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Artificial intelligence is likely to pay off generously for computer behemoths such as Microsoft and Alphabet in the future. However, the corporations indicated on Tuesday that they expect further investments before profits trickle down to the bottom line.
Microsoft stated that prices increased dramatically when it built new data centers to enable Artificial intelligence, and that capital expenditures will continue to rise as it purchases chips from companies such as Nvidia Corp to power those data centers.
According to analysts, Microsoft is carrying Artificial intelligence costs in two ways: to power its own products, such as its upcoming $30 (approximately Rs. 2,460)-per-month Copilot AI assistant, and to serve companies that wish to use its Azure cloud computing services to produce AI products.
Microsoft executives stated that the service will generate the majority of its income in the second half of its fiscal 2024, which ends June 30.
“They’re buying a bunch of H100s,” said Ben Bajarin, CEO and lead analyst at Creative Strategies, referring to Nvidia’s flagship AI chips.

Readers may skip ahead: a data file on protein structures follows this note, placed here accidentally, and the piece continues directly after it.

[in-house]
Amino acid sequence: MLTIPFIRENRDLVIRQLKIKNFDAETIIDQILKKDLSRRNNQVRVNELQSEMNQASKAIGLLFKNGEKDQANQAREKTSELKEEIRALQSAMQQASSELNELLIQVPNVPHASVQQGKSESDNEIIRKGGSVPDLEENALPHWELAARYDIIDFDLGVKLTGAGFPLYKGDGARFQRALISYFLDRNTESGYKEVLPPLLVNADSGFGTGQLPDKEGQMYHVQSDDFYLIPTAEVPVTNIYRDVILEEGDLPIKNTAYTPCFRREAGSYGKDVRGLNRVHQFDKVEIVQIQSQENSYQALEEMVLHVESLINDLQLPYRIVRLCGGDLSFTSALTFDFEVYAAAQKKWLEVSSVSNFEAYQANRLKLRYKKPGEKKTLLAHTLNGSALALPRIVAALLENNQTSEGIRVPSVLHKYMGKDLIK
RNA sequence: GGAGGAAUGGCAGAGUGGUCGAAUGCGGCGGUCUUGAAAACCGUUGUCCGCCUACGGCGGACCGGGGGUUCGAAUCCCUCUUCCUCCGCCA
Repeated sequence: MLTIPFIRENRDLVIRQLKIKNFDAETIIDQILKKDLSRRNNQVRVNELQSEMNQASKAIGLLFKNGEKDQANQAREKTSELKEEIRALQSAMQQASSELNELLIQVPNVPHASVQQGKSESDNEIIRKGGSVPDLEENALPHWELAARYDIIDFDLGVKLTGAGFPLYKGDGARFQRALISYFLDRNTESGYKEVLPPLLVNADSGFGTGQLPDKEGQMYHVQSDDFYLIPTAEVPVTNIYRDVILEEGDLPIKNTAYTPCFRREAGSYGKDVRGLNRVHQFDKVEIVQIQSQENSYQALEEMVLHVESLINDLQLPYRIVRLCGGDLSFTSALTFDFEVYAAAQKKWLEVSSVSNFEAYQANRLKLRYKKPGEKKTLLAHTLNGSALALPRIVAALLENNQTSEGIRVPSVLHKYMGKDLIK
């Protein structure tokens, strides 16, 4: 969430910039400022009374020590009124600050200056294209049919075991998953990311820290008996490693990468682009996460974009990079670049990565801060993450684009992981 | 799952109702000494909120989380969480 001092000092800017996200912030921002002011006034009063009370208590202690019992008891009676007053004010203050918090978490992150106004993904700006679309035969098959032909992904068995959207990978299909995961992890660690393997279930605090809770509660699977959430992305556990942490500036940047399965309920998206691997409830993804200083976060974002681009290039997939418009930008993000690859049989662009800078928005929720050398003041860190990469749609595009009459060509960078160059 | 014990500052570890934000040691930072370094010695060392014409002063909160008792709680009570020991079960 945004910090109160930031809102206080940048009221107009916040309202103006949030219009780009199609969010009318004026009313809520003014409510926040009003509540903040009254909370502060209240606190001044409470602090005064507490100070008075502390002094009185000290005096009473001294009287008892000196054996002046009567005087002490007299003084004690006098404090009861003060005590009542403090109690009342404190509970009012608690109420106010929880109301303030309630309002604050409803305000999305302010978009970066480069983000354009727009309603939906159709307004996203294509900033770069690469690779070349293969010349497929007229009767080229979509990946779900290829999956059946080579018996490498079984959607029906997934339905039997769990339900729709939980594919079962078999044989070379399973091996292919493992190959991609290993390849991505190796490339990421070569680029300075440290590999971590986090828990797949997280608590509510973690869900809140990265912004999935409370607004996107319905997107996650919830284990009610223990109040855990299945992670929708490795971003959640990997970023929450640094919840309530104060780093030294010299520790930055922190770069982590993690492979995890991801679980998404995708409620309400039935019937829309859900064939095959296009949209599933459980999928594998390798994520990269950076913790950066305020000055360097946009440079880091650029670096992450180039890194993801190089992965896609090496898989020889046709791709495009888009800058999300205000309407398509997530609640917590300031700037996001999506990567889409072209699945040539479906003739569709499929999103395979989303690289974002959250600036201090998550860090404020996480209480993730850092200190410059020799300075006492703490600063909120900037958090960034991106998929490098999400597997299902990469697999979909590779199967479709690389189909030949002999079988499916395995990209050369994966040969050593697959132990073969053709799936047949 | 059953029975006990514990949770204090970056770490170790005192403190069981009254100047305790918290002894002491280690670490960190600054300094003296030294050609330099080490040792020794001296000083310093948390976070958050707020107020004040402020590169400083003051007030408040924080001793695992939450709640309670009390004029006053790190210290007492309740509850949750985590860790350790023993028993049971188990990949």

“You’re probably going to see something similar with Amazon, if not this quarter, then the next, because both of them are the clouds that the vast majority of the market is using for training (AI systems) right now.”
Alphabet, on the other hand, maintained expenses low for a while, but not for long. The second-quarter expenditure was lower than projected due to delays in data center development, according to Ruth Porat, who will become president and chief investment officer.
“As far as AI is concerned, while Google may have spent upwards of $200 billion (roughly Rs. 1,64,05,000 crore) on AI investments over the past decade, much of that isn’t necessarily appreciated by users and investors,” said Scott Kessler, global sector lead for technology, media, and telecommunications at Third Bridge.
Google on Artificial intelligence
Analysts point out that Google has its own unique chip for handling AI tasks called the Tensor Processor Unit (TPU), which helps cut expenses.
According to Atlantic Equities analyst James Cordwell, Microsoft may be “aggressively buying Nvidia chips, given Microsoft’s lack of its own silicon as an alternative.”
However, Google admitted that it will acquire chips from other businesses in addition to its own, and Porat stated that spending might be a drag on earnings and growth.
“The message on the inflection point was the same,” said Gene Munster, managing partner at Deepwater Asset Management, “but the difference was Microsoft investors wanted to see more.”